My Son Grieves the Loss of His Mom – What About School?

When your child experiences a loss, the grieving process can take a toll on their school work and their relationships at school. If this occurs, it is important to communicate directly with the school about the situation so that personnel and teachers are better able to assist your child as they work through the difficult process of grieving.

While teachers are not grief counselors and may not understand much about how it proceeds, it is vital that you schedule a time to talk with your children’s teachers and the school principal to discuss what is going on. As soon as possible after the loss occurs, set an appointment with relevant faculty and administration members to explain the situation.

Let them know about the loss, about the relationship of the person/animal/object/situation lost with your child, and then explain the impact that the loss is having on your child. Talk about changes you expect to see in their behavior, changes that you have already seen, and discuss how you and teachers/administration will communicate about any changes that will occur at home and at school.

Invite the school counselor or psychologist to attend the meeting, if one is available at your school. This person will be more aware of the grief process than other staff members at the school and can help outline the stages to expect your child to go through. The counselor might also recommend regular sessions for your child to meet with them so that they can work through it with professional guidance. If they don’t suggest it, you can request it.

Stay in communication with the school about the situation, and provide regular updates. Ask teachers about ways to encourage your child to still do their work at home or if they can modify your student’s workload for a time while they adjust to life after the loss. Encourage your school to visit GrievingStudents.org for more information about to help students who are grieving.

Work with a grief professional who can help you help your child through the loss. This can make the process easier for you and your child to handle. You can get tools to help your child do well in school and suggestions to help teachers help your child.

Super Hero Staff Educator

 

An Advantage To Preschool?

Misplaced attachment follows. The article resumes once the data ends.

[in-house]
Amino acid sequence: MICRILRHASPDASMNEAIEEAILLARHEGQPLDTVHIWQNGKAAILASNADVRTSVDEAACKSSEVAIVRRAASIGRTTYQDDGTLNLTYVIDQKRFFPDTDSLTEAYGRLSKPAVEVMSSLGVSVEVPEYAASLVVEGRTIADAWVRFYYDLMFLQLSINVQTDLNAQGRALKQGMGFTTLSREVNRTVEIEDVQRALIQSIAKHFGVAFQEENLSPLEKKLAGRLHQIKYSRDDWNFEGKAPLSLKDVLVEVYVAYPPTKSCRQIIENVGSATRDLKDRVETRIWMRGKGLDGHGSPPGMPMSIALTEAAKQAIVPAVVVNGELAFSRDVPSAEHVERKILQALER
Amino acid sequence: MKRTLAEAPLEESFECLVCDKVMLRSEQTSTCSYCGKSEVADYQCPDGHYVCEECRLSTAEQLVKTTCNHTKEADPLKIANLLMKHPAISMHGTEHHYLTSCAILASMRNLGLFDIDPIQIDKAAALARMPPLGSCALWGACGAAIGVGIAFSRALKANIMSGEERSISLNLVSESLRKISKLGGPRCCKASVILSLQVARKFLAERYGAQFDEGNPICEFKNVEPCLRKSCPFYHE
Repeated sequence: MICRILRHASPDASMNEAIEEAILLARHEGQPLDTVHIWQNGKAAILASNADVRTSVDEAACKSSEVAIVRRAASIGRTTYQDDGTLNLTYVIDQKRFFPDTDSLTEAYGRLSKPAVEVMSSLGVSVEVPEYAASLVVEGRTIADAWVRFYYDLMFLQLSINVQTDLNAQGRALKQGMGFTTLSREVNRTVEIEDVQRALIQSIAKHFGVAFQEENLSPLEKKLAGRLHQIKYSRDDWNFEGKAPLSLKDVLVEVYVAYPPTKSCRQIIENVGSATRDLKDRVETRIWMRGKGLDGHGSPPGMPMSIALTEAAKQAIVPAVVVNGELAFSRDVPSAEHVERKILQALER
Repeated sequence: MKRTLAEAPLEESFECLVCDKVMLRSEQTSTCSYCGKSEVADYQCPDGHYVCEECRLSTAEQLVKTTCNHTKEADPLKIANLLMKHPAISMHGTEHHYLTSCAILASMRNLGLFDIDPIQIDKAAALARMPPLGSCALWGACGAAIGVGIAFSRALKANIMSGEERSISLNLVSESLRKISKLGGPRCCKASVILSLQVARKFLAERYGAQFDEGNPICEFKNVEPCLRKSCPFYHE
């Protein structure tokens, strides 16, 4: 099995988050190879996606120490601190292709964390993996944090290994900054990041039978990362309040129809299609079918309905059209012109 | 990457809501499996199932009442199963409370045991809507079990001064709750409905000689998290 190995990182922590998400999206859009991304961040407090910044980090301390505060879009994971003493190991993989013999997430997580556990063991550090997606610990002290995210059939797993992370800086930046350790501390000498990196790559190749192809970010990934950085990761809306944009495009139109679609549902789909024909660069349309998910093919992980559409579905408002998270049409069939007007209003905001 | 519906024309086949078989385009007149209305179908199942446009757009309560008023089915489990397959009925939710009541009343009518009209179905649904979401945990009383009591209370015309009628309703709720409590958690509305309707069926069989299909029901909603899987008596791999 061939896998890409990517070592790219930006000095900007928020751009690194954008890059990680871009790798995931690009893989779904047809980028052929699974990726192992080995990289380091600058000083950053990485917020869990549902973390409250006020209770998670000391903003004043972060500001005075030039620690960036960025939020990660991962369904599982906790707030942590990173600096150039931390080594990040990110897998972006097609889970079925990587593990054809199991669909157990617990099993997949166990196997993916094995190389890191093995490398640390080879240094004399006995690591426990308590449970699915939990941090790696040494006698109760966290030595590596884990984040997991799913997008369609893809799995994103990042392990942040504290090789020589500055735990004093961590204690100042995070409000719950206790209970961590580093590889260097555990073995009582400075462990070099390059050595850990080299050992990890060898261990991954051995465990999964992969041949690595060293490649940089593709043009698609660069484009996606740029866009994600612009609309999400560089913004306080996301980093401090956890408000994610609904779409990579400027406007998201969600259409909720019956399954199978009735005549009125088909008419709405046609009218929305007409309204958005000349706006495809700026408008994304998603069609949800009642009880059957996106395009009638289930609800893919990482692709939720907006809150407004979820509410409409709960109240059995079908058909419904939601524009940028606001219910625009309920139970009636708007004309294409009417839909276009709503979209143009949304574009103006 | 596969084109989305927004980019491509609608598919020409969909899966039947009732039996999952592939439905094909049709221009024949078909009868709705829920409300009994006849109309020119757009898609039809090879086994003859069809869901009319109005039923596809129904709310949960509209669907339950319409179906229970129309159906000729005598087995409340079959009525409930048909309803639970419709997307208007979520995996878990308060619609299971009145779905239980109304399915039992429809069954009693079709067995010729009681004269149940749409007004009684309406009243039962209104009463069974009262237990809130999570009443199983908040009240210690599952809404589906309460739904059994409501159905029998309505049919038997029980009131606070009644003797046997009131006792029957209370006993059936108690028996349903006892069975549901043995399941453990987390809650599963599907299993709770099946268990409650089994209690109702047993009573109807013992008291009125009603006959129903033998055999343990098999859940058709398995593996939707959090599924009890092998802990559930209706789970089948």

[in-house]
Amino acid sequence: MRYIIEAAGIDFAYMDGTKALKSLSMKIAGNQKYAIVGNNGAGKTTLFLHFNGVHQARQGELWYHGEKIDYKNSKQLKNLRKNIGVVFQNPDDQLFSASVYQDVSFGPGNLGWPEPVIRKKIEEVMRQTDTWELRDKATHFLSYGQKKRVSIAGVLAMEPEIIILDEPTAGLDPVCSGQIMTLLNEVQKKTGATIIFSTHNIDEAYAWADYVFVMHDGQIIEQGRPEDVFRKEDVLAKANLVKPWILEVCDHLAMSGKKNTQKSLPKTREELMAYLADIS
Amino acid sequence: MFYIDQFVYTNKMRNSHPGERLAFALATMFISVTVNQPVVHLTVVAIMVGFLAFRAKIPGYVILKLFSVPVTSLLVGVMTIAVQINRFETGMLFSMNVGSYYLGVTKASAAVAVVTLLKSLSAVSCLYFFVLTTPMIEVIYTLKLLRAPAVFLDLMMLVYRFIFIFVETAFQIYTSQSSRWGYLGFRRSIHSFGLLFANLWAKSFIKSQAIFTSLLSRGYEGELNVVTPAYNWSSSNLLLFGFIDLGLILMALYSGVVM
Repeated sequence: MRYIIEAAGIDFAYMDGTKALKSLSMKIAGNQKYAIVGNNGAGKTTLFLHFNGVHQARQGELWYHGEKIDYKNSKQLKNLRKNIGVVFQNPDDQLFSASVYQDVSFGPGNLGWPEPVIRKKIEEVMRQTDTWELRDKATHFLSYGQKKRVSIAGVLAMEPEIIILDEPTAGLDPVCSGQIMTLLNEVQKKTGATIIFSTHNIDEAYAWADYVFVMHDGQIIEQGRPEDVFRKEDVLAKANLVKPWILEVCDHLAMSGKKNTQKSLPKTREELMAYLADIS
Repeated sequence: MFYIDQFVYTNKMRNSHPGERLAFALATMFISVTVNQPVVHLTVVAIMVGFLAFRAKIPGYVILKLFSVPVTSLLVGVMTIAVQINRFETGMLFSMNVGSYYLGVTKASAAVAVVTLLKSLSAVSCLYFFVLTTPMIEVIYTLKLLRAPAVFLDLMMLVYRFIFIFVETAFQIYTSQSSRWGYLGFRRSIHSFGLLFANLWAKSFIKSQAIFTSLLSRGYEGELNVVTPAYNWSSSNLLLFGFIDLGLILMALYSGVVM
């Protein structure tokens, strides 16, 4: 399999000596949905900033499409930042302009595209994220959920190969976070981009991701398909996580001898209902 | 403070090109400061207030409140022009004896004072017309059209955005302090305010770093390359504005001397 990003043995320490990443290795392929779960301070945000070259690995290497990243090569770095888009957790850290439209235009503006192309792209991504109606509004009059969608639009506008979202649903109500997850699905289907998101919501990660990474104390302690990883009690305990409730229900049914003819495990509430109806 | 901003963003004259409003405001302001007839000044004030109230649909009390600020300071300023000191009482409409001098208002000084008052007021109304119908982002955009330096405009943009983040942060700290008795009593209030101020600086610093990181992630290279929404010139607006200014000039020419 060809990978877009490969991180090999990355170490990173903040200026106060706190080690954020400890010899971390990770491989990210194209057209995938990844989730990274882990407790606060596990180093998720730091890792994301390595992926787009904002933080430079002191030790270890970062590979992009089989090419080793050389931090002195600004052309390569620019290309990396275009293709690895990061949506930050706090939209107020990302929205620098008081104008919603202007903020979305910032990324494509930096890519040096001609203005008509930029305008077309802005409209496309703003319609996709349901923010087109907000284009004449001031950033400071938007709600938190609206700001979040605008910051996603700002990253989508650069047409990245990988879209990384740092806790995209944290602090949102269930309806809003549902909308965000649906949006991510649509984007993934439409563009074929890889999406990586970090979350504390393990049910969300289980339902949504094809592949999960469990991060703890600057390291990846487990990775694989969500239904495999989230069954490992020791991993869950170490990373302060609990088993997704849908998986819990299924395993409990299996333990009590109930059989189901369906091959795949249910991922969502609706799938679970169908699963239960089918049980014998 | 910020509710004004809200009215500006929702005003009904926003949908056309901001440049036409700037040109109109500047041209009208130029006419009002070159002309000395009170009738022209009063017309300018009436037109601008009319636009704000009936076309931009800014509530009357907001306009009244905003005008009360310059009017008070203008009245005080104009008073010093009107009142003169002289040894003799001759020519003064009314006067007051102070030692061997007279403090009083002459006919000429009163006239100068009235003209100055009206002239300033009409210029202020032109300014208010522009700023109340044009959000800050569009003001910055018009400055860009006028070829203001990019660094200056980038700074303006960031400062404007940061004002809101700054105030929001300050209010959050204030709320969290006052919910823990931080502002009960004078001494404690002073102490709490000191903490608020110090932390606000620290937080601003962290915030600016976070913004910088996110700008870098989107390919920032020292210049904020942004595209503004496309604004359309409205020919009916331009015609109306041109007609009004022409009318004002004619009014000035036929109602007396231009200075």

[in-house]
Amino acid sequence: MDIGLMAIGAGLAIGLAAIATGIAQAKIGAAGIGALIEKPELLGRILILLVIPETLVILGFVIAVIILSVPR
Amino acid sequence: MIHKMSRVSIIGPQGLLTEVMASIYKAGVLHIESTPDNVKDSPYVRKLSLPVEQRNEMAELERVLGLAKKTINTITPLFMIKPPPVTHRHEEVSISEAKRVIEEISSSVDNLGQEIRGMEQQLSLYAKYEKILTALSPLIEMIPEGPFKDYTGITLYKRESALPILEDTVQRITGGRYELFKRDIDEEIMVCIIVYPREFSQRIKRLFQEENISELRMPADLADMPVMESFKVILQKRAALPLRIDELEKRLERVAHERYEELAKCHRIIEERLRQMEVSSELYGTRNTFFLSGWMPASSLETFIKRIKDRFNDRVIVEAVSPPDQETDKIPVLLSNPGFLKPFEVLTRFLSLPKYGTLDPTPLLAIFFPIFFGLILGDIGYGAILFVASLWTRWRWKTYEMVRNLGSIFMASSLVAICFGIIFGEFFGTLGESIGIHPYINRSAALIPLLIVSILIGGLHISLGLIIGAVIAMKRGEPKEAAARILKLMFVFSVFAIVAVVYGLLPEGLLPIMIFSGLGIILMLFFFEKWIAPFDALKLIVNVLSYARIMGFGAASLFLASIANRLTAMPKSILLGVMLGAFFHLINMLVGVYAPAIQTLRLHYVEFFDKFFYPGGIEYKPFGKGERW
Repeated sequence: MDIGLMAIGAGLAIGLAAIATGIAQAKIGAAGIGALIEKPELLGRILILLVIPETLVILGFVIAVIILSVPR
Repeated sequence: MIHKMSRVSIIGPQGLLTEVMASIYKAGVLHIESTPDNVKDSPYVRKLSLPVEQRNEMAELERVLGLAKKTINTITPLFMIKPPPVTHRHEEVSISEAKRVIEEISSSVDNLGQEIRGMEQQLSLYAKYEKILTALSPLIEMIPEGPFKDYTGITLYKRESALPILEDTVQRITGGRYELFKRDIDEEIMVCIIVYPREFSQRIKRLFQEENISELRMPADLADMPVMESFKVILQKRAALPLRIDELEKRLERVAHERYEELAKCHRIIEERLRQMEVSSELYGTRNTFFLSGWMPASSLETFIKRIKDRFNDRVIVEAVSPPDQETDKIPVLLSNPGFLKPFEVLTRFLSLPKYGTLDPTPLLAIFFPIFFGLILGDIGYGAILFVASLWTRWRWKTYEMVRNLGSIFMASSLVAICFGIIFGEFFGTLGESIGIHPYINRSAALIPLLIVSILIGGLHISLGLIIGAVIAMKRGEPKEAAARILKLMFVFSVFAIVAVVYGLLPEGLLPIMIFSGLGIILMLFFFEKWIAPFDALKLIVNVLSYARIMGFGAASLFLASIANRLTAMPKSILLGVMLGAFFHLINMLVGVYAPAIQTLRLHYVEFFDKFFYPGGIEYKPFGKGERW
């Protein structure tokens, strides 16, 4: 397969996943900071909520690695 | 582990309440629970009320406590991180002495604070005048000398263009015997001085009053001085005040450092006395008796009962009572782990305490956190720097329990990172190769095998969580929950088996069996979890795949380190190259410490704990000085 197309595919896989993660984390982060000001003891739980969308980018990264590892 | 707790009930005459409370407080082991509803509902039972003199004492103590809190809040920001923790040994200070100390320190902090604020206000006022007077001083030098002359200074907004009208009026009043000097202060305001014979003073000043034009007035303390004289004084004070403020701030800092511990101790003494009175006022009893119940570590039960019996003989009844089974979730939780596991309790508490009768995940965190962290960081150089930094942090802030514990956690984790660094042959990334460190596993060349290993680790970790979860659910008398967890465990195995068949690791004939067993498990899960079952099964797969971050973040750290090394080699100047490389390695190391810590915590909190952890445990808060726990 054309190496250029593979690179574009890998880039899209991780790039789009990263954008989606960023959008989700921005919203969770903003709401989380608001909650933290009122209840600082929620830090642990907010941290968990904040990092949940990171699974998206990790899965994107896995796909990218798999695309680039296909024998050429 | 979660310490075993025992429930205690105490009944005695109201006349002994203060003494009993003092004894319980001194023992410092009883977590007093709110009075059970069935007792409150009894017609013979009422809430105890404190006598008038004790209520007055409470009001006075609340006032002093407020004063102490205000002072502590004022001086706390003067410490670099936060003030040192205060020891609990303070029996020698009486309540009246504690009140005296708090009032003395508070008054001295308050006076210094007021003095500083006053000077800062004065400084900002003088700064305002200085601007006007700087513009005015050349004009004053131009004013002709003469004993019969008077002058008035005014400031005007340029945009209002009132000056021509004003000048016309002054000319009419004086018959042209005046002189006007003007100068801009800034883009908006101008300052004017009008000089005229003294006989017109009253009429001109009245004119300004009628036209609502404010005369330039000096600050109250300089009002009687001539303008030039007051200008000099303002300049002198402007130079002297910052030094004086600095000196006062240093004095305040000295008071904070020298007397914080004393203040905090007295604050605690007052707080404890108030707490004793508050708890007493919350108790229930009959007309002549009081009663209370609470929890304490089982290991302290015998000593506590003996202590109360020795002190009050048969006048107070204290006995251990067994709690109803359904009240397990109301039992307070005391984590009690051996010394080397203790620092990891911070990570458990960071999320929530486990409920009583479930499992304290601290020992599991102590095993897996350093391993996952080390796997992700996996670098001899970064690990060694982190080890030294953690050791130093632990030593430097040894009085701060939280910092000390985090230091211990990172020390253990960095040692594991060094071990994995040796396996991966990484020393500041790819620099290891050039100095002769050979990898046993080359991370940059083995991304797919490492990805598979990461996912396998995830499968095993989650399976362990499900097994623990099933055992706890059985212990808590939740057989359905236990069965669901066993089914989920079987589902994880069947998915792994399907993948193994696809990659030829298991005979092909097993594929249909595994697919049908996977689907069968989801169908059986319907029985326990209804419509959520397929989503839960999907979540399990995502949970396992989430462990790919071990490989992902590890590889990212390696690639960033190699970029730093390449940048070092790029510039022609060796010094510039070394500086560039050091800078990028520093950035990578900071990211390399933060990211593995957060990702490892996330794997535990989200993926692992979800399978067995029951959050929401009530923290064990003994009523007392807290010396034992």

If you have been fortunate enough to be a parent who has not had to put their child in any sort of formal child care, you may be very reluctant to have your child attend preschool. Preschool can be a frightening idea to many parents, but it is very beneficial for your child as well.

1.) Preschool allows your child to engage with other children on a regular basis. It is the perfect place to learn vital social skills like taking turns and engaging in conversations. Your child will learn how to successfully interact with other children.

2.) Preschool helps your child learn important motor skills. For example, your child will learn how to use scissors, and will develop fine motor skills using the toys and learning materials available in the preschool.

3.) Preschool helps your child learn independence and trust. This does not mean that your parent-child bond is broken. It means that your child’s anxiety about being away from you slowly begins to decrease, and he is able to engage in tasks and play on his own more confidently. He also learns how to trust another adult as his caregiver.

4.) Preschool sets the stage for academic learning in elementary school. This does not mean that the preschool you choose to have your child go to should be hard-core academically focused, but it does mean that being exposed to the alphabet, learning to write her name, and developing basic pre-math skills will help your child succeed when she enters Kindergarten.

5.) Preschool teaches children about routine, structure, and schedules. Even if your lifestyle is more laid back, it is important that your child know how to function in the wider world where the clock and authority figures play an important role in daily life.

6.) Preschool shows your child more about the wider world and her place in it. She begins to develop a sense of understanding about home, school, the neighborhood, the city, the state, the country, and how she fits in with each. She is also exposed to new ideas about the world around her, such as new animals and plants she’s never heard of or seen.

Preschool is a great experience for children. Even a few hours a week can give your child the leg up and the confidence he needs to move self-assured into the next phase of his life.

 

M.L. Page , M.ED.